17 May 2015

TTIP: small upside, big downside


One of the best things about the debate between believers in the free market over the Transatlantic Trade and Investment Partnership (TTIP), the so-called US-EU free trade area, is that it cuts to the heart of a larger question: how do we advance freedom in practice? A lot of opponents of TTIP on the left (and some on the right) reject it either because they hate free trade and the free market, or because they are old-fashioned protectionists. That’s not true of any of the participants in this debate. We’re all free marketeers: we just disagree on how to get there.

In this debate, I previously advanced ConservativeHome’s “Heresy of the Week”: that TTIP is likely to be bad for economic freedom. Diego Zuluaga of the IEA, on the other hand, concludes that TTIP “will likely be a modest step towards freer commerce” – though just as he shares many of my concerns, I agree with many of the points he makes. In the genial spirit of his essay, let me set out where we agree, and then turn to the points of disagreement.

First of all, we agree that the impact of TTIP is likely to be quite modest. Negotiators are focusing their efforts to promote regulatory compatibility on nine sectors: cars, drugs, medical devices, cosmetics, IT, chemicals, and engineering. This means that the impact of the deal will likely be on the lower end of the already modest estimates. These are all high-value sectors, to be sure, but a comprehensive TTIP, like the one the Centre for Economic Policy Research modelled in 2013, would go even further.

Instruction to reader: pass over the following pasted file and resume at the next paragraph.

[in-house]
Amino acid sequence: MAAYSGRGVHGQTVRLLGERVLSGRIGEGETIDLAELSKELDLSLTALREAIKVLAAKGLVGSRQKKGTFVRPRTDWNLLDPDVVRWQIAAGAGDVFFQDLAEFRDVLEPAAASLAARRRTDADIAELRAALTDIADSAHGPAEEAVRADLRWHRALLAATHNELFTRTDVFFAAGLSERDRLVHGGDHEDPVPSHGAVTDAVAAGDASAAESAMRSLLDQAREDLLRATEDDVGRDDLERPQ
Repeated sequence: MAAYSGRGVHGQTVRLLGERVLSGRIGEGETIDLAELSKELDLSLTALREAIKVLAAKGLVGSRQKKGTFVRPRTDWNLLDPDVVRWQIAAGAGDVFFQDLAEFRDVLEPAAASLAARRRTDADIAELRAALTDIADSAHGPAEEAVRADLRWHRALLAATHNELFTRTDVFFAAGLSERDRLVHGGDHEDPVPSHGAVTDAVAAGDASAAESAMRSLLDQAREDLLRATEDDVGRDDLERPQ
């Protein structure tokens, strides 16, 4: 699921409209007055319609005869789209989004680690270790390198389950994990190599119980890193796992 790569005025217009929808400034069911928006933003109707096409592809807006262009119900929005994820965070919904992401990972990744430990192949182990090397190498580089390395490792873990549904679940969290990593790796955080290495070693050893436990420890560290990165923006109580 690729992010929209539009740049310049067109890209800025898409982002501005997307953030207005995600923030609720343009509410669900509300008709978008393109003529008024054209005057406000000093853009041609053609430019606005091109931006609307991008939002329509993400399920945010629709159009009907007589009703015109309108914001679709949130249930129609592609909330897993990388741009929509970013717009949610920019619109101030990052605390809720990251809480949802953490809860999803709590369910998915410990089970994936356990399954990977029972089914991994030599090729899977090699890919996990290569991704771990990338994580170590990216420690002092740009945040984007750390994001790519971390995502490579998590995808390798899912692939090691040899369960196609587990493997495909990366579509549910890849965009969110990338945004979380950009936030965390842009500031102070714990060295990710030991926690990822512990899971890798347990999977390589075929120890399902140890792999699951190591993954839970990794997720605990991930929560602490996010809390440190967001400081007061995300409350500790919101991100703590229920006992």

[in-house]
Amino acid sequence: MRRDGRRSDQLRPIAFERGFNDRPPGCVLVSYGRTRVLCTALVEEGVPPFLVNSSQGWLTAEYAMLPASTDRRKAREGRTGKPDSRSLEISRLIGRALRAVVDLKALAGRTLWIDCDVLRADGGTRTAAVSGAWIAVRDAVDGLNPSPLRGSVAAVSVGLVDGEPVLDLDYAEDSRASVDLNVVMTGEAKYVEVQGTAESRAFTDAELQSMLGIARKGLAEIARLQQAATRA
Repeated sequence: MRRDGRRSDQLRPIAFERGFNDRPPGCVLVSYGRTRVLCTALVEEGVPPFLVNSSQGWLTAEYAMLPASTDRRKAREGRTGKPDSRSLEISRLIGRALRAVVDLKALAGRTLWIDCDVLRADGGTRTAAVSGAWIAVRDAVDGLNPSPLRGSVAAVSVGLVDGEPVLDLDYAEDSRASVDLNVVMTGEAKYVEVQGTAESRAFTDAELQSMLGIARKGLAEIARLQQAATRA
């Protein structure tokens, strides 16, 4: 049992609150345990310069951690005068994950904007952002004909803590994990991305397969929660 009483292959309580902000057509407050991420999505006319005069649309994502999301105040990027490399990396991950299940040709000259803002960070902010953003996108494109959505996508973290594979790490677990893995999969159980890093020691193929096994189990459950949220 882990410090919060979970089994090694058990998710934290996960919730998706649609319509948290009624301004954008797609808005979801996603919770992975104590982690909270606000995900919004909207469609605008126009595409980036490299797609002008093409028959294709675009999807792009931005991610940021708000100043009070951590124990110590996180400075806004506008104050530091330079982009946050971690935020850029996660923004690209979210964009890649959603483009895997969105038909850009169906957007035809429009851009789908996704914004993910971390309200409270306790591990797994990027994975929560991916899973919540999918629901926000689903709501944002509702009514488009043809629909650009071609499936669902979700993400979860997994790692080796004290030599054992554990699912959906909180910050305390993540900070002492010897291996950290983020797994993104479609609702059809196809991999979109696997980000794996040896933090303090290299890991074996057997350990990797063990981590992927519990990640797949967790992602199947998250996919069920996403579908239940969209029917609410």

Second, we agree that mutual recognition is better than harmonization. Indeed, with several colleagues, I wrote a paper for The Heritage Foundation last year making precisely the point that TTIP, if it goes ahead, should be based on mutual recognition. (I also wrote an equally long paper knocking down the geopolitical arguments for TTIP, which in my view are entirely spurious: its economic advantages are at least arguable.) Finally, I agree with Zuluaga that, if one core problem with TTIP is that it is likely to be gamed by big business, this is “only an extension of their influence on domestic policy-making on both sides of the pond.”

Here, unfortunately, is where we part company. Whereas Zuluaga sees reasons for optimism about how, after the deal is cut, the process will work in practice, I am pessimistic. Zuluaga argues that, given the fact that the U.S. and the EU have different policies in many areas, “it would seem more likely for standards to either be mutually recognized, or not made equivalent at all.” In some policy areas, and certainly in the short run, that will undoubtedly be true. But it is what happens over time that matters.